Importing And Exporting Border Controlled Precursors

Importing And Exporting Border Controlled Precursors

Importing and Exporting Border Controlled Precursors is found in section 307.13 of the Criminal Code Act 1995. It is a criminal offence that is committed by a person who intentionally or recklessly imported or exported precursors (which are substances used to manufacture drugs).

Have you been accused of Importing and Exporting Border Controlled Precursors?

Importing And Exporting Border Controlled Precursors
Police Interview
If the Police are interviewing you in relation to importing or exporting border controlled precursors, they likely have other evidence against you. It is important to understand that a Police interview is not an opportunity for you to explain something that is suggested to you. The interview is used by police to fill gaps in their own narrative. It may be used in Court later to show that you are inconsistent in your explanation of events. Don’t help the Police make out their allegations against you by making admissions that will be used against you in Court.

You should speak to a lawyer and get legal advice before beginning an interview with Police. We can attend the interview with you if necessary. Call us to arrange a conference before you attend a Police station for an interview.

Pleading Not Guilty
If you are contesting a charge of Importing and Exporting Border Controlled Precursors, it is important to not discuss the allegations over the phone or social media. The police may be monitoring your communications if they have charged you with offences such as these.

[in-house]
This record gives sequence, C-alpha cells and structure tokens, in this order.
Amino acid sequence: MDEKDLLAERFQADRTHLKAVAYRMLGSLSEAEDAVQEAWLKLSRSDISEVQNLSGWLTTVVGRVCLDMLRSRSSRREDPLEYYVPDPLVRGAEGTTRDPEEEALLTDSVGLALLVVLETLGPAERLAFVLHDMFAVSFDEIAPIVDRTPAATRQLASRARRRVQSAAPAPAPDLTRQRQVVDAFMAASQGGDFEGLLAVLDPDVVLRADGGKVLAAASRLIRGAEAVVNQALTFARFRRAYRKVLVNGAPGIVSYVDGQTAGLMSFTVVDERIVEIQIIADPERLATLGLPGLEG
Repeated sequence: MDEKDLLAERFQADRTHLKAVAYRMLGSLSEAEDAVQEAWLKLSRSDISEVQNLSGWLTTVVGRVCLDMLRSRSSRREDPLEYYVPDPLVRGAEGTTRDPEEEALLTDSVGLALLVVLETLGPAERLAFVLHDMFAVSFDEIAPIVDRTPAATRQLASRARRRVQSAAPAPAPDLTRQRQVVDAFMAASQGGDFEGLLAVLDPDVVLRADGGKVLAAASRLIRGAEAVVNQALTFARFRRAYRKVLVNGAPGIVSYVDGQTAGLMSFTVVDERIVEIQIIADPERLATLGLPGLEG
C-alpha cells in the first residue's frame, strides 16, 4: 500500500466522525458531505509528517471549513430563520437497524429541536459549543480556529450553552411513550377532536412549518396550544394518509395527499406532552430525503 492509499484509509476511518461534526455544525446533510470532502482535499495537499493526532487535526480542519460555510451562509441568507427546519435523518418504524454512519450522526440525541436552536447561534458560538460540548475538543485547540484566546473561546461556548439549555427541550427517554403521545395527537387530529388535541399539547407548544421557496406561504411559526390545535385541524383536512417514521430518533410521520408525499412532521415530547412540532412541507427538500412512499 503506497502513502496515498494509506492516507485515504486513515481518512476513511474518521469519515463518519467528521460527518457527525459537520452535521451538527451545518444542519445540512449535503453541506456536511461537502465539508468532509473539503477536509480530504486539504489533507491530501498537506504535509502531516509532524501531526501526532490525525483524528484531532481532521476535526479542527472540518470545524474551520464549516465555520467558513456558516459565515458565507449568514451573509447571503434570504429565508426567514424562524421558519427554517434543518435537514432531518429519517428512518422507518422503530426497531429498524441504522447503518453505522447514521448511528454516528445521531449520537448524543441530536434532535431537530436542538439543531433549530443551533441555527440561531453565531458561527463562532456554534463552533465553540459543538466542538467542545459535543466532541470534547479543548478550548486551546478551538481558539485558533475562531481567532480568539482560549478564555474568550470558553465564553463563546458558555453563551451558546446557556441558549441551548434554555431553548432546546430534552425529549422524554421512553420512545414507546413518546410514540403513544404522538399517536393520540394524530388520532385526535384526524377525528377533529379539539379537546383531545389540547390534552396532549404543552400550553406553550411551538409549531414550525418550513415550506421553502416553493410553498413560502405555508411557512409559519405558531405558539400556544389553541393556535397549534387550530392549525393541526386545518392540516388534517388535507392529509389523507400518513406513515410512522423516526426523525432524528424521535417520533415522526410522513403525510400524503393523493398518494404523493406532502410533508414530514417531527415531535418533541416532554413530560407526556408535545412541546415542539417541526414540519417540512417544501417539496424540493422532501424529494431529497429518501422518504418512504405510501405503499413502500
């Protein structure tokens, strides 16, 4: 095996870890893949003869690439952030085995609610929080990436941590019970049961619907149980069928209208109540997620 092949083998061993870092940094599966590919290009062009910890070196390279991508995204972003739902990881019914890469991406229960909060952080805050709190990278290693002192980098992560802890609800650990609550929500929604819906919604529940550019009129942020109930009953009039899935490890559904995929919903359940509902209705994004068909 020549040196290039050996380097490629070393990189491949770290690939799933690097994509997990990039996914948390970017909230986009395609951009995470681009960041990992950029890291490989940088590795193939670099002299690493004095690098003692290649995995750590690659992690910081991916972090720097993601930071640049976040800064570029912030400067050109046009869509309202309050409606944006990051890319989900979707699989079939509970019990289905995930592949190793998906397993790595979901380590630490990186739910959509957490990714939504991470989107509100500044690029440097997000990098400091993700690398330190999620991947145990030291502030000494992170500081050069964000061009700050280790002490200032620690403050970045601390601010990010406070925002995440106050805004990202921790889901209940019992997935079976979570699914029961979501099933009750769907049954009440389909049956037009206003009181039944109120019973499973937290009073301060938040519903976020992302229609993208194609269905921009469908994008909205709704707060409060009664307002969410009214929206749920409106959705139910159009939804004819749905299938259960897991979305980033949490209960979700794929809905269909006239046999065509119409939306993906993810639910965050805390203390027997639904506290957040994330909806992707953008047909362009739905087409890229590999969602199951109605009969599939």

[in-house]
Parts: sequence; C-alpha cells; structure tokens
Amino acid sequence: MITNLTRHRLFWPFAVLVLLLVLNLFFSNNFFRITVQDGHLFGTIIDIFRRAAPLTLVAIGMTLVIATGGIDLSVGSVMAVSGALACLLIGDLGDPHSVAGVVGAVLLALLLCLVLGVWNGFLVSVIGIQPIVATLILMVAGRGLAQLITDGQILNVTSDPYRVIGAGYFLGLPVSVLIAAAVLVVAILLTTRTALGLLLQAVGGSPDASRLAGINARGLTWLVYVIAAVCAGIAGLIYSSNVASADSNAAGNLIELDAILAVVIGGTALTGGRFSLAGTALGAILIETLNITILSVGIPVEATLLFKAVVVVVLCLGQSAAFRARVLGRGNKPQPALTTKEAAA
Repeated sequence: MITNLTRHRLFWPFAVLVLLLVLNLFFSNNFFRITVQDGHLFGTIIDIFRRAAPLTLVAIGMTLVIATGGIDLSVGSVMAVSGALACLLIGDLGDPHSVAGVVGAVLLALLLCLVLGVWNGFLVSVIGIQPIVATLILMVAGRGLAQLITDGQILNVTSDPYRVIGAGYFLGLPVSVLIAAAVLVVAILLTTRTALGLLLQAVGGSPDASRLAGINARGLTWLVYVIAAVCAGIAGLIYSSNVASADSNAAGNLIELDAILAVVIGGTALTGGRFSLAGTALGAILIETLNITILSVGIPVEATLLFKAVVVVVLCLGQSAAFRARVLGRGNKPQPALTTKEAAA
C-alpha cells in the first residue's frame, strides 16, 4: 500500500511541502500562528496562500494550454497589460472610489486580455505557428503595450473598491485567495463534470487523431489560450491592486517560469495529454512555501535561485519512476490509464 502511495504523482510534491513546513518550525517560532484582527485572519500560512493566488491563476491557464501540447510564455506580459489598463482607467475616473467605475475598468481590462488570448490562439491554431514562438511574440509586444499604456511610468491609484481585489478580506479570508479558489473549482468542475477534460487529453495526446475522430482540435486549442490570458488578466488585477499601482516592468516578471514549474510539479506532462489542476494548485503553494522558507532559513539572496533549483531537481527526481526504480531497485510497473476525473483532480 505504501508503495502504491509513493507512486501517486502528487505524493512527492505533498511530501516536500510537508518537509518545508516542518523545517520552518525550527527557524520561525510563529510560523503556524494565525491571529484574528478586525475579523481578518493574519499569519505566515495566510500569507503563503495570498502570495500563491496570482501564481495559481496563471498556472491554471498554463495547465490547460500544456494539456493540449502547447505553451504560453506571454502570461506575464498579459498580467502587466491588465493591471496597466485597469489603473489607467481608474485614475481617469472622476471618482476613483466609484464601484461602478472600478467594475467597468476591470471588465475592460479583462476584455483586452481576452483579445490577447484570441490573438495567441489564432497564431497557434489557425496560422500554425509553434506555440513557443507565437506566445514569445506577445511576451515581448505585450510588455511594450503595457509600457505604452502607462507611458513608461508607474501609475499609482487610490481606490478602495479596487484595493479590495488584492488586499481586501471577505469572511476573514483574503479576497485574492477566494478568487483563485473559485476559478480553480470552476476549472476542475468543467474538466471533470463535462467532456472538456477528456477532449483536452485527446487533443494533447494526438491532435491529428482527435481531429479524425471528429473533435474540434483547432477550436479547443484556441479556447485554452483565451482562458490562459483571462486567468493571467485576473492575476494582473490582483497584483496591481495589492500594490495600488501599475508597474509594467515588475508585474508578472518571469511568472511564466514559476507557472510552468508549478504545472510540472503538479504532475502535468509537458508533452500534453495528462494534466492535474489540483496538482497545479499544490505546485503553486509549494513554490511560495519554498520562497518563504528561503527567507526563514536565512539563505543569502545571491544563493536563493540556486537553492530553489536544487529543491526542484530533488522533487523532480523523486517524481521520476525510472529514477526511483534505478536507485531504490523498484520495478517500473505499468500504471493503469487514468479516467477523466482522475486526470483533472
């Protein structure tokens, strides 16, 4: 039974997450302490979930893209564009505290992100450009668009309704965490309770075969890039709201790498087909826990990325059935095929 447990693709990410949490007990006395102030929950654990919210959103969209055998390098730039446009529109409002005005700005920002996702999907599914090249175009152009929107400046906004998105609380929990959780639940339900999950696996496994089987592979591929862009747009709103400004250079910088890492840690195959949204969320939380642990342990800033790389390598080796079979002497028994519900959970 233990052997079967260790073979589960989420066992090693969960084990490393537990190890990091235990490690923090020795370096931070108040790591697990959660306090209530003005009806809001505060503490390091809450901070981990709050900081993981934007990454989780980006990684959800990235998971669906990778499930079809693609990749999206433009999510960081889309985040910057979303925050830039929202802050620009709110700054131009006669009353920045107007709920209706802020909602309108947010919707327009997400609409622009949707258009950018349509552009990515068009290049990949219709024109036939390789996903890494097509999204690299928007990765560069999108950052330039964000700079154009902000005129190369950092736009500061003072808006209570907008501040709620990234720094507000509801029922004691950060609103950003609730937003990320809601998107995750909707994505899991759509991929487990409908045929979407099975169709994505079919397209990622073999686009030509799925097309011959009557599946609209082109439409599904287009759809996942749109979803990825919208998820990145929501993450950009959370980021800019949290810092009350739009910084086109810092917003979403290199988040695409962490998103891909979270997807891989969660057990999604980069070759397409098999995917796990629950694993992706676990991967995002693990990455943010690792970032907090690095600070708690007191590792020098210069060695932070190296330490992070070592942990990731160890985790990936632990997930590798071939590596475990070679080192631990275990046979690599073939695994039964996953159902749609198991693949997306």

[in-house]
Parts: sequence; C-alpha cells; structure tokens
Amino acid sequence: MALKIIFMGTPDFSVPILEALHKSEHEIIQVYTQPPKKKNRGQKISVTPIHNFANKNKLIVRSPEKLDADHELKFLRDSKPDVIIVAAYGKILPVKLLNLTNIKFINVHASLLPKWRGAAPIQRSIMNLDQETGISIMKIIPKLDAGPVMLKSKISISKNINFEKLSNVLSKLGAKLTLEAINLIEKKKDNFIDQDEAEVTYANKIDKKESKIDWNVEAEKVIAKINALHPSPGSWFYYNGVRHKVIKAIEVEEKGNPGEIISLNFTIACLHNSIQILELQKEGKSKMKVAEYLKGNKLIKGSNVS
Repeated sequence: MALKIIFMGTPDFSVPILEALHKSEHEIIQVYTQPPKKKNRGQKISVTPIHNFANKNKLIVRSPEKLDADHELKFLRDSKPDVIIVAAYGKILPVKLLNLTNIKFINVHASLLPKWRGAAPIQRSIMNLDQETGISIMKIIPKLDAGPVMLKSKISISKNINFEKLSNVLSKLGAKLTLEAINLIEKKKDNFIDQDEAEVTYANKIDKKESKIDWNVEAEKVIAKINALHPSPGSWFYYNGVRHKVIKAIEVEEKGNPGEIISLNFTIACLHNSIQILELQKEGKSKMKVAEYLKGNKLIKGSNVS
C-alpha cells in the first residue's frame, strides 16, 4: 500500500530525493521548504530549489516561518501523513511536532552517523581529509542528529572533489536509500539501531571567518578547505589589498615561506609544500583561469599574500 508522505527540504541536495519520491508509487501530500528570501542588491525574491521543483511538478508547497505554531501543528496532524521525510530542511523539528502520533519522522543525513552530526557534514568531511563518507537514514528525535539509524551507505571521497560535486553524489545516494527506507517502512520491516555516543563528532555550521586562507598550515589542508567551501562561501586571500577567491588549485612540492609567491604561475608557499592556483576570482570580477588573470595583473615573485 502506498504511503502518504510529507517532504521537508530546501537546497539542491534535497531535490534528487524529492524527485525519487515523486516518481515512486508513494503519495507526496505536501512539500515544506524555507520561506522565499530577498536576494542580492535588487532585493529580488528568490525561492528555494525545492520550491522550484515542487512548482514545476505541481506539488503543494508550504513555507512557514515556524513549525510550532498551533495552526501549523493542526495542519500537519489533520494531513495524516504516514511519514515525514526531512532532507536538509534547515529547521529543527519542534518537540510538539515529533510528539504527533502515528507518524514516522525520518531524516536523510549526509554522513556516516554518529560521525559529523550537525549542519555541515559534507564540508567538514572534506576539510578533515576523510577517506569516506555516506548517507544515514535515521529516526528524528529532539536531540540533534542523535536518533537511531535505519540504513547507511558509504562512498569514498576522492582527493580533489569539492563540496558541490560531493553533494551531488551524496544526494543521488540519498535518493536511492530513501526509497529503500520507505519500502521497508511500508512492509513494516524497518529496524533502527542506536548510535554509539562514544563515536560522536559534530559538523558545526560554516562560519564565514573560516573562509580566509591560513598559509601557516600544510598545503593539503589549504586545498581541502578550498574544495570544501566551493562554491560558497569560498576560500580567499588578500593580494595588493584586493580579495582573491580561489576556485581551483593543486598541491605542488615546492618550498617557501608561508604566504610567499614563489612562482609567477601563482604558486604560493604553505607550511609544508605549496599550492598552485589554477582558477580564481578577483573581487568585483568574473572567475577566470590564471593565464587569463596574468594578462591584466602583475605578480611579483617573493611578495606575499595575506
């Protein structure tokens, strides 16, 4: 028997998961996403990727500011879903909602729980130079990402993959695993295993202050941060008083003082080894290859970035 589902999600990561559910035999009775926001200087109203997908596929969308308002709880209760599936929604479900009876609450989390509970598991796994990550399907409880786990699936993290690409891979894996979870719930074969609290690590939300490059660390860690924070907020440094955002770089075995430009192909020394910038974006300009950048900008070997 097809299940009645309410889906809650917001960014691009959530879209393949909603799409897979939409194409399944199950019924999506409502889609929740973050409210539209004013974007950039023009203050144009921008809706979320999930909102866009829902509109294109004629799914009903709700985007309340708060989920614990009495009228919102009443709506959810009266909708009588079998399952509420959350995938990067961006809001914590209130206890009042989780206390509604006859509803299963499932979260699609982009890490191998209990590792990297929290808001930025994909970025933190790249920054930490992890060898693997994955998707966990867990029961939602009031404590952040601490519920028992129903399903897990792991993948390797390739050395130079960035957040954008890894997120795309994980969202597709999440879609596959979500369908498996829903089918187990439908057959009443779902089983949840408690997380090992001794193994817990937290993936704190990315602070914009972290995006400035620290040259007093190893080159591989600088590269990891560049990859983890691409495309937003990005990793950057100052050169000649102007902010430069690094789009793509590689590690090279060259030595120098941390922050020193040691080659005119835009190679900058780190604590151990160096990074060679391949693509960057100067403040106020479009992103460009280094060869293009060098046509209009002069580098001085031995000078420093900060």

Our lawyers are experts in criminal procedure. We have in-house counsel who can represent you in Court. All our lawyers work extremely hard to look for flaws in the police case which can increase your chances of an acquittal. The prosecution must prove the charges beyond reasonable doubt.

Pleading Guilty
If you are pleading guilty the Court needs to be told about your be informed about the surrounding circumstances of your offending. Our lawyers appear in plea hearings in the Magistrates’, County and Supreme Courts every day and know how to persuade the Court to help you achieve the fairest outcome possible. Call our lawyers today to discuss how we can get the best result for you.
  • A man imports 600 grams of pseudoephedrine into Australia for his own use.
  • A woman exports 5kgs of Ephedrine.
  • You did not import or export a Border Controlled Precursor.
  • You had no reason to believe it was a Border Controlled Precursor.
There are other possible defences, depending on the circumstances surrounding the alleged offending. Each matter is unique and requires an individual approach and strategy.

Questions in cases like this
  • Can they prove you imported or exported the precursor?
  • Do you have a lawful reason as to why you imported the substance?

Maximum penalty and court that deals with this charge
The maximum penalty for Importing And Exporting Border Controlled Precursors (s307.13 of the Criminal Code Act 1995) is imprisonment for 7 years or a fine of 1,400 penalty units, or both.

This offence is normally heard in the County Court, depending on the weight of the precursor.

What can you be sentenced to for this charge?
Depending on the amount of the substance you imported or exported, and if you have any similar prior convictions, you may get a prison sentence. However, if you have no prior convictions and there is a small amount, you could get a fine or a Community Corrections Order.

The section that covers this offence is section 307.13 of the Criminal Code Act 1995.

What is the legal definition of Importing and Exporting Border Controlled Precursors?
A person intentionally or recklessly imported or exported a substance that is a border controlled precursor.

“Did you import or export something that can be used to make drugs?”